Public schools are in a tough position on the budget front -- forced now to finalize 2015-16 spending plans while awaiting state action on the amount of aid to be provided to schools over the next two years.

For now, for planning purposes, the 39 districts that belong to the Association of Metropolitan School Districts (AMSD) are banking on a 1 percent increase in the state's bedrock per-pupil funding formula.

But apply that formula increase and other revenues against inflation and other costs and the result is that 28 of the 39 districts are projecting shortfalls for 2015-16, an AMSD survey revealed this week.

Parents and others now are lobbying at the Capitol for a 3 percent formula increase. In the meantime, districts are busy weighing cuts at the local level in anticipation of final votes in June.

For the St. Paul School District, that has meant finding ways to pare up to $15 million -- the largest such gap in AMSD circles. This week, the school board pondered moves that have included:

> Cutting at least 7 percent from budgets in central administration and in districtwide support programs tied to work in areas like racial equity and family and community engagement.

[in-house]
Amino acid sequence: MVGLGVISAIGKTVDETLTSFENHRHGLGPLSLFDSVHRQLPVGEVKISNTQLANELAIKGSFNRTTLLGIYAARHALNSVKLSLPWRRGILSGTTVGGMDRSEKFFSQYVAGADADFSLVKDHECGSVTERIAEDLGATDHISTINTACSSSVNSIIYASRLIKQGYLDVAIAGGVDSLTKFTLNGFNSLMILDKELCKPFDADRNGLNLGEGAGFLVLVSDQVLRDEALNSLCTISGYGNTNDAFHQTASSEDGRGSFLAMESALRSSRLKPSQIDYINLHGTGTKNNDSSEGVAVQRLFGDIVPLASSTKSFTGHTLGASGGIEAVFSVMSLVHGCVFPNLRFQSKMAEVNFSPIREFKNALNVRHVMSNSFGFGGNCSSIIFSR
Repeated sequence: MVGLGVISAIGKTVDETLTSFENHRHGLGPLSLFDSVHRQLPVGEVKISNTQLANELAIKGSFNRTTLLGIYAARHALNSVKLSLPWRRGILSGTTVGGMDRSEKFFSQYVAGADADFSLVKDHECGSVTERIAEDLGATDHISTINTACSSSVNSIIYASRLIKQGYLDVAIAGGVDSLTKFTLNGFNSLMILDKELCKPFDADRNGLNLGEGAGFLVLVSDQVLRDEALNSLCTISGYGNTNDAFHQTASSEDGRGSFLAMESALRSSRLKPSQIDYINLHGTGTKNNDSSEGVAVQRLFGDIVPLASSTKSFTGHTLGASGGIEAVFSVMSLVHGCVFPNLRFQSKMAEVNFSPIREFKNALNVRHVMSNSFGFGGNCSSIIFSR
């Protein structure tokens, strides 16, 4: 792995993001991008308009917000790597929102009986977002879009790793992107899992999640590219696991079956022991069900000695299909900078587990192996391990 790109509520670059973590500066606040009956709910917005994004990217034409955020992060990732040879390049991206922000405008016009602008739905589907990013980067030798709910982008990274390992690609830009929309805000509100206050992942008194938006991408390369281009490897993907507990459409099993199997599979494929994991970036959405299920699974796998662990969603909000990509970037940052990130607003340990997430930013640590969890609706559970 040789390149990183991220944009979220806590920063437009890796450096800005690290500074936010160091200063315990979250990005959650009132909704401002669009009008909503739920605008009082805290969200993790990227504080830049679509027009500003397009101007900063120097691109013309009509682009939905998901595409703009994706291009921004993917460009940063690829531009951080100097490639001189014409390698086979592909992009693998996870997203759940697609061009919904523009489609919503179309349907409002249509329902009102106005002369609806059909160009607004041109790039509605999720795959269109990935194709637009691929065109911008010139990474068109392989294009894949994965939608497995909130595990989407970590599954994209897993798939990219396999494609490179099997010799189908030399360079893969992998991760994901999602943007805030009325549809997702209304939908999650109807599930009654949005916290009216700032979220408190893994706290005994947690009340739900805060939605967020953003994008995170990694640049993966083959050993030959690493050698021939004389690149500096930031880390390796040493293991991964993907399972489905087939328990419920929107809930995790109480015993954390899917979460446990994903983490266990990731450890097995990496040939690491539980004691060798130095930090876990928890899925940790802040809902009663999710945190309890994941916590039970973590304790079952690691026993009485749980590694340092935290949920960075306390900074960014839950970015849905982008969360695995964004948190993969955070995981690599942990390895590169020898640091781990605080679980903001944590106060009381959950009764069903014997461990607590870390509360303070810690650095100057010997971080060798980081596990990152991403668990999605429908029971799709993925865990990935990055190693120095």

> Reneging on promises made during last year's teachers contract negotiations to add five licensed media specialists and five elementary school counselors.

> Cutting back on funds set aside annually to cover retiree health insurance obligations.

> Eliminating for some teachers the time available to work together on lesson plans and teaching strategies -- a system that has the added benefit of allowing science, physical education and arts specialists to work with students while classroom teachers are busy collaborating.

Superintendent Valeria Silva said that her administration is proposing the 7 percent reductions in districtwide programming and support services to protect funding at the classroom level.

"We're providing as much as we can to the schools," she said this week.

Still, cuts are expected at the school level, too.

Unlike some districts on the AMSD list, St. Paul has yet to project how many teachers and other staff members could be laid off.

And if Gov. Mark Dayton and legislators were to agree on a 3 percent formula increase?

St. Paul still would have a budget hole to fill, according to Controller Marie Schrul. She said that a 3 percent hike would produce an additional $7.2 million annually for the state's second-largest district -- or about $4.8 million more than the St. Paul district has been counting on for now.

Other AMSD members with projected shortfalls include: Minneapolis, at $13 million; South Washington County, $9 million; Rosemount-Apple Valley-Eagan, $7.6 million; Bloomington, $7 million; North St. Paul-Maplewood-Oakdale, $6.5 million; Burnsville-Eagan-Savage, $5.8 million; and Anoka-Hennepin, $5 million.

For the full list, go to: